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It's that time of year again: Many workers and managers are preparing for the dreaded performance review.
But some companies are deciding not to do them.
While most continue to perform the awkward rite of passage once or twice a year, a few companies—about 1%—are scrapping the formality altogether, according to the Corporate Executive Board. The thinking is that performance reviews are angst-provoking and even ineffective in actually motivating workers.
Eric WestbrookSome experts say scrapped performance reviews must be replaced with some form of feedback.
Performance reviews have long received poor grades, even from those who conduct them. Nearly 60% of human-resources executives graded their own performance-management systems a C or below, according to a 2010 survey by Sibson Consulting Inc. and WorldatWork, a professional association. And one academic review of more than 600 employee-feedback studies found that two-thirds of appraisals had zero or even negative effects on employee performance after the feedback was given.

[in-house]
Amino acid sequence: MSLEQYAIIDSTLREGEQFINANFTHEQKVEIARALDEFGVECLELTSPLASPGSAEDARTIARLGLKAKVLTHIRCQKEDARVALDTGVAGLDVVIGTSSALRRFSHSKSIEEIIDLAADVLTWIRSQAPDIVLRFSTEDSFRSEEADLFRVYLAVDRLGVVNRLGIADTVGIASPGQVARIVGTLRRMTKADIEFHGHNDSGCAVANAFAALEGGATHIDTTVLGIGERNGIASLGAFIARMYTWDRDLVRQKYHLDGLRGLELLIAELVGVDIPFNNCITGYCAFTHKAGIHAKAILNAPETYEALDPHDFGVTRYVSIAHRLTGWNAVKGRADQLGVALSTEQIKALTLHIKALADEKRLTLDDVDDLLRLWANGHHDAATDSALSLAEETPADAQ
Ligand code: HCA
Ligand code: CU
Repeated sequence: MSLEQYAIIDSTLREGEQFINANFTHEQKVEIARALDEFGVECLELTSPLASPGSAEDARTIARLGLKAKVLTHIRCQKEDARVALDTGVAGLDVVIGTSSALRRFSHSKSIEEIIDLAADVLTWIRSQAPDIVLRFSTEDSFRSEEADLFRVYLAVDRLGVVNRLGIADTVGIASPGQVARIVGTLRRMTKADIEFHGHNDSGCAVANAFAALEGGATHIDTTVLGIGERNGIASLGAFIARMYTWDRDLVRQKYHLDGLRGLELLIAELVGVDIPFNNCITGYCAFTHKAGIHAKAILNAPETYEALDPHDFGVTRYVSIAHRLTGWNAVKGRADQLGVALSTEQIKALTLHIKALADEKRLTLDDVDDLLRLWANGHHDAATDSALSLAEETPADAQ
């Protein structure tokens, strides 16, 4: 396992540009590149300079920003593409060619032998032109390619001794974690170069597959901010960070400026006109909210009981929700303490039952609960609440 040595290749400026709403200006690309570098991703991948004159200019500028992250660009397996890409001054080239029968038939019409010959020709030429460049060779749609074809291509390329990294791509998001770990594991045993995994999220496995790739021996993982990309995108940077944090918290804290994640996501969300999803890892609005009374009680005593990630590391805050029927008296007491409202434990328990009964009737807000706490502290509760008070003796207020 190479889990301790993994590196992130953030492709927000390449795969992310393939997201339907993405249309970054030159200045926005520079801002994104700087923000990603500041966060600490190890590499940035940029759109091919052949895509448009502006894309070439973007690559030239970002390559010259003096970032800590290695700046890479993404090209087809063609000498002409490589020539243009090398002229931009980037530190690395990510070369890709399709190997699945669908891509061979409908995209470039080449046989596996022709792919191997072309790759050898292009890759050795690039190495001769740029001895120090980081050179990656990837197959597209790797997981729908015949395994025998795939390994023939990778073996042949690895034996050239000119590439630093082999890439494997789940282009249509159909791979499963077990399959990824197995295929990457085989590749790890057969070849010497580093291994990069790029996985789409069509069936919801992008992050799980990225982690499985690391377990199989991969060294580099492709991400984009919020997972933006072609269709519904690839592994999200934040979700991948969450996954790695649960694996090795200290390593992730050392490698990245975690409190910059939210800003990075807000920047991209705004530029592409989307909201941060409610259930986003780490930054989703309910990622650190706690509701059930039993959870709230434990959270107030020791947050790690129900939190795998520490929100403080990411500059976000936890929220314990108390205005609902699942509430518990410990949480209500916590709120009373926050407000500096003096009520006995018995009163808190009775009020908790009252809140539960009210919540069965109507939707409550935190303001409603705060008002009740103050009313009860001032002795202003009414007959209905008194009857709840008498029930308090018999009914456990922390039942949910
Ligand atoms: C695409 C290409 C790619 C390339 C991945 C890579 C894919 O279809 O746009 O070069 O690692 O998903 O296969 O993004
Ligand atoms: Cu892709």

Last year, Atlassian Inc., a software company based in Sydney, Australia, embarked on a publicly blogged experiment, still in place today, in which it got rid of traditional performance reviews for its 450 workers.
Previously, employees were reviewed twice a year on a five-point scale, plotted on a distribution curve, which determined workers' bonuses. But "instead of discussion about how to enhance people's performance, the reviews caused disruptions, anxiety and demotivated team members and managers," says Joris Luijke, the company's vice president of talent.
In place of reviews, the company asked managers and subordinates to discuss performance and goals at pre-existing weekly one-on-one meetings. Feedback now goes both ways.
As a springboard for discussion, participants, using an online app, are asked to drag a dot along an axis to answer questions like, "How often have you stretched yourself?" Instead of writing up lengthy assessments, they note a few pointers on why they...